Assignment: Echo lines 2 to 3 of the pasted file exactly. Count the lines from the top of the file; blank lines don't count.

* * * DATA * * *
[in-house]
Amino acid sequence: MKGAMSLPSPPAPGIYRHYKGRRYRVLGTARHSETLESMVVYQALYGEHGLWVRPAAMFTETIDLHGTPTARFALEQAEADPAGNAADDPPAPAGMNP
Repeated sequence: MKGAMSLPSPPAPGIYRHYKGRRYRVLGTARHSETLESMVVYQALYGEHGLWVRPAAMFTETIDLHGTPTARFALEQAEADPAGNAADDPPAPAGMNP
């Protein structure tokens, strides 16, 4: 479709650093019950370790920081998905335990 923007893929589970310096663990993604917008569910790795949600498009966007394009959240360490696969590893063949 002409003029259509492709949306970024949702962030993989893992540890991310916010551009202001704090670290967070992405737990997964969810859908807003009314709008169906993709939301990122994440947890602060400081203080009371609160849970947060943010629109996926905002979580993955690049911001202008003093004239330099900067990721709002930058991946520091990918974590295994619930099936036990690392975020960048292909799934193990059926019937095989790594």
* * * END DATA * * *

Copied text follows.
Amino acid sequence: MKGAMSLPSPPAPGIYRHYKGRRYRVLGTARHSETLESMVVYQALYGEHGLWVRPAAMFTETIDLHGTPTARFALEQAEADPAGNAADDPPAPAGMNP
Repeated sequence: MKGAMSLPSPPAPGIYRHYKGRRYRVLGTARHSETLESMVVYQALYGEHGLWVRPAAMFTETIDLHGTPTARFALEQAEADPAGNAADDPPAPAGMNP